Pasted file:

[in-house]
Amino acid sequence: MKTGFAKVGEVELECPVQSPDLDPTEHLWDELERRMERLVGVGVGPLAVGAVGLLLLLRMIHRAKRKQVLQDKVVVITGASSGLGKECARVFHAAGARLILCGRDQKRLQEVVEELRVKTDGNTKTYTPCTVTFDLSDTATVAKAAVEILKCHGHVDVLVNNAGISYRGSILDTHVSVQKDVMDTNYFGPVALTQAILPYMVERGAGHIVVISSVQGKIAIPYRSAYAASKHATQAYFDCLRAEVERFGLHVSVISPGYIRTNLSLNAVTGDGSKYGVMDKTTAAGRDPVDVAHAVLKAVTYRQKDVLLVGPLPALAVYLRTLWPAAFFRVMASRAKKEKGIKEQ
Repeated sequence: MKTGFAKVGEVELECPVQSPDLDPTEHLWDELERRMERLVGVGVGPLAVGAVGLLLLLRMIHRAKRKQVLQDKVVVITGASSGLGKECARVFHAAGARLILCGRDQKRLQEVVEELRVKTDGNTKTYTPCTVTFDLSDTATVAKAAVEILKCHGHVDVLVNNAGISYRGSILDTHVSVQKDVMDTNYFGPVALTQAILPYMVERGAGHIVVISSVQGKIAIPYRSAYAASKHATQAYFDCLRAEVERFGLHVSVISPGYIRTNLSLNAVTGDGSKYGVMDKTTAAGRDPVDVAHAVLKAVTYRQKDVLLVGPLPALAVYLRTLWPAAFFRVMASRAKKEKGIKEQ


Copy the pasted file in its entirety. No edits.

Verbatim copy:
[in-house]
Amino acid sequence: MKTGFAKVGEVELECPVQSPDLDPTEHLWDELERRMERLVGVGVGPLAVGAVGLLLLLRMIHRAKRKQVLQDKVVVITGASSGLGKECARVFHAAGARLILCGRDQKRLQEVVEELRVKTDGNTKTYTPCTVTFDLSDTATVAKAAVEILKCHGHVDVLVNNAGISYRGSILDTHVSVQKDVMDTNYFGPVALTQAILPYMVERGAGHIVVISSVQGKIAIPYRSAYAASKHATQAYFDCLRAEVERFGLHVSVISPGYIRTNLSLNAVTGDGSKYGVMDKTTAAGRDPVDVAHAVLKAVTYRQKDVLLVGPLPALAVYLRTLWPAAFFRVMASRAKKEKGIKEQ
Repeated sequence: MKTGFAKVGEVELECPVQSPDLDPTEHLWDELERRMERLVGVGVGPLAVGAVGLLLLLRMIHRAKRKQVLQDKVVVITGASSGLGKECARVFHAAGARLILCGRDQKRLQEVVEELRVKTDGNTKTYTPCTVTFDLSDTATVAKAAVEILKCHGHVDVLVNNAGISYRGSILDTHVSVQKDVMDTNYFGPVALTQAILPYMVERGAGHIVVISSVQGKIAIPYRSAYAASKHATQAYFDCLRAEVERFGLHVSVISPGYIRTNLSLNAVTGDGSKYGVMDKTTAAGRDPVDVAHAVLKAVTYRQKDVLLVGPLPALAVYLRTLWPAAFFRVMASRAKKEKGIKEQ